China is leading the innovation for retail and two to three years ahead of the US, says business analyst Shaun Rein, author of The War for China’s Wallet: Profiting from the New World Order, to CSB News. Internet giants like Alibaba started on mobile and then turned to brick-and-mortar, unlike the traditional retail who try to force online upon their customers.
Category Archives: Wal-Mart
While the criminal case for sexual harassment against JD.com CEO Richard Liu is still unclear, to say the least, its shareholders are getting nervous, says financial analyst Shaun Rein, and author of…
A favorite hobby among analysts and journalists is comparing Chinese companies with American or European competitors. Alibaba has little in common with Amazon. The differences are often larger than the similarities, says business analyst Ben Cavender. And getting into the China market is certainly not easy, he adds at the BBC.
Wal-Mart recently fired thirty of its corporate executives in China, and hundreds of others, in an effort to save costs. The US retailer has a hard time to keep up with the gruesome competition, tells retail analyst Ben Cavender in the China Daily.
Shocking food scandals in China were mostly domestic affairs, but government agencies now focus on foreign firms, tells retail analyst Paul French in Ethical Corporation. With some success, the empire strikes back.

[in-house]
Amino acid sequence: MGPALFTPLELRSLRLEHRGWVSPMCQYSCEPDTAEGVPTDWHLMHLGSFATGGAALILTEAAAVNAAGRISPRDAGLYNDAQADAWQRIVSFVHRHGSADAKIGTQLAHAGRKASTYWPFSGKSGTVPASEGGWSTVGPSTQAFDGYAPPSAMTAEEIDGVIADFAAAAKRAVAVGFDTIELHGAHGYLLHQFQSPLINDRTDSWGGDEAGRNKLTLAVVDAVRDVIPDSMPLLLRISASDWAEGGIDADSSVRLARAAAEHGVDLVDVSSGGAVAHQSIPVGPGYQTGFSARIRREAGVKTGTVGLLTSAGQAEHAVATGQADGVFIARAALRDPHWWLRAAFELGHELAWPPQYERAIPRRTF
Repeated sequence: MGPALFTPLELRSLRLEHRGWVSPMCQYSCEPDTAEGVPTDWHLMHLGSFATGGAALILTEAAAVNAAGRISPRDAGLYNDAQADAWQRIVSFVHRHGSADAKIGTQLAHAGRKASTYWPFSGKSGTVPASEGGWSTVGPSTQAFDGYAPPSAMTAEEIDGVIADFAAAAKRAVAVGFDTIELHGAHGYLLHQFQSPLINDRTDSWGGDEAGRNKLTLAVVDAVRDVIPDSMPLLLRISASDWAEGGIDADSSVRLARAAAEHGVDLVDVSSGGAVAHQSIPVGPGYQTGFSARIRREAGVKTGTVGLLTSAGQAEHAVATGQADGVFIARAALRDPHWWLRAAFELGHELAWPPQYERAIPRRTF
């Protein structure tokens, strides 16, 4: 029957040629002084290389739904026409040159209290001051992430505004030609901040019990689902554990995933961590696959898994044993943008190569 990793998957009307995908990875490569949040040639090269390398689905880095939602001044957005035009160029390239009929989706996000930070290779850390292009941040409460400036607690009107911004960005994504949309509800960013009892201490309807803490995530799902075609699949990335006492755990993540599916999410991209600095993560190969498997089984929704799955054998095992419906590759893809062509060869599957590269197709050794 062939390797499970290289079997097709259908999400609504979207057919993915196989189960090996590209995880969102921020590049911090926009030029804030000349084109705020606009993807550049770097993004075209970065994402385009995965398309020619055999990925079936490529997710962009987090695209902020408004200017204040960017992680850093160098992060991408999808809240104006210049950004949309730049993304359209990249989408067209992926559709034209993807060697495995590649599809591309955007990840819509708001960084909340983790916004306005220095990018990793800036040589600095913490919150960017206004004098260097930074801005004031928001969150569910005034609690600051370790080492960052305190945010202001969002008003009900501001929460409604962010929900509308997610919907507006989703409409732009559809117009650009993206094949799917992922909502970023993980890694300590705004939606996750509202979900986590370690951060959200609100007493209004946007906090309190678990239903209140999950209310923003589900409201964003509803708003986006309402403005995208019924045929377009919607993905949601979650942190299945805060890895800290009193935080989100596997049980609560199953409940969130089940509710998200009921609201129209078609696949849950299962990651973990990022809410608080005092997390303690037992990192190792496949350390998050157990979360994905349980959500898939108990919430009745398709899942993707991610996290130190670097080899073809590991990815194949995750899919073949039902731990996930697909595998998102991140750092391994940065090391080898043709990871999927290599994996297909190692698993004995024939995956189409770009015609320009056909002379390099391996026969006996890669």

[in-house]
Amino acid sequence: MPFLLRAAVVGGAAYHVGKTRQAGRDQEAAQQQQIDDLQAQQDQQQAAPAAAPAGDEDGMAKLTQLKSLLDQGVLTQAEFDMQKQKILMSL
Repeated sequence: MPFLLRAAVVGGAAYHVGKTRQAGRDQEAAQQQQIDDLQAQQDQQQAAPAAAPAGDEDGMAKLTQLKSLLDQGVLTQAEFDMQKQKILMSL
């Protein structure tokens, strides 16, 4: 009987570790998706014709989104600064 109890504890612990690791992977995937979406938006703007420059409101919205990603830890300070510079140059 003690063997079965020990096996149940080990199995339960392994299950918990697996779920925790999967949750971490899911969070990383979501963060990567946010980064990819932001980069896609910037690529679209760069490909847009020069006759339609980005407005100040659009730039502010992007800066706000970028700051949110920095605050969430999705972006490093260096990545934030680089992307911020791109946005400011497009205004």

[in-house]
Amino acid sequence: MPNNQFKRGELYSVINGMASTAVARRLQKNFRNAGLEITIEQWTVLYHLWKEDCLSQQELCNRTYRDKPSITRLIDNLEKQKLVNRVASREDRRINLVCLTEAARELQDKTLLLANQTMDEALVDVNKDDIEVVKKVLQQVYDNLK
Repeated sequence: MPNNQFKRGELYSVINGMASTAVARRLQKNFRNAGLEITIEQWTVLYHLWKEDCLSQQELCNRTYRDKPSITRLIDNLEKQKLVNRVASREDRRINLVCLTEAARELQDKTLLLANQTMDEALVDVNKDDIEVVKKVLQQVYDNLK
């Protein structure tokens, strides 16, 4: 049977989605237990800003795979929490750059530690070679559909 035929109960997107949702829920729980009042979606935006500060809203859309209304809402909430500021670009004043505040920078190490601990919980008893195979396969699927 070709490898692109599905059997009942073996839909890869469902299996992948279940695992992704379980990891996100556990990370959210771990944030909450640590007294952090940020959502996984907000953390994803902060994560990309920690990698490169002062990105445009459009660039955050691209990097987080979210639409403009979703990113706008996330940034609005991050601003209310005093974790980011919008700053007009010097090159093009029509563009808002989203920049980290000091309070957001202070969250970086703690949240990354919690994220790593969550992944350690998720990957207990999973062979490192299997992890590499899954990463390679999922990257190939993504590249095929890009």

Cheap labor has made the country into a source of deflation for global consumers, but as Chinese wages go up, consumers in Wall-Mart and elsewhere better prepare for higher prices, tells the author of The End of Cheap China Shaun Rein an in interview with the BBC radio.
Killing a chicken to scare the monkey, is a famous saying in China. Giving Wal-Mart trouble might be a way for Chinese authorities to send a signal to foreign companies in China, tells business analyst Shaun Rein in Business Week. Local protectionism is on the rise.
Unlike Wall Street Journal’s columnist Bussey Shaun Rein does not think Wal-Mart – or any other foreign retailer in China – is bullied by the authorities. It’s Wal-Mart who betrayed its customers. Foreign retailers gain more and more market share, he tells in CNBC.
Low prices might be Wal-Mart’s key marketing tool in the US, in China you lose as a foreign company from domestic competition if you try to beat them on prices, tells business analyst Shaun Rein in Reuters.
American retailers have a hard time surviving outside their home turf, compared to European and Asian companies, retail analyst Paul French tells Reuters. Wal-Mart had to close stores and saw staff arrested because of price manipulation and mislabeling food products in their stores.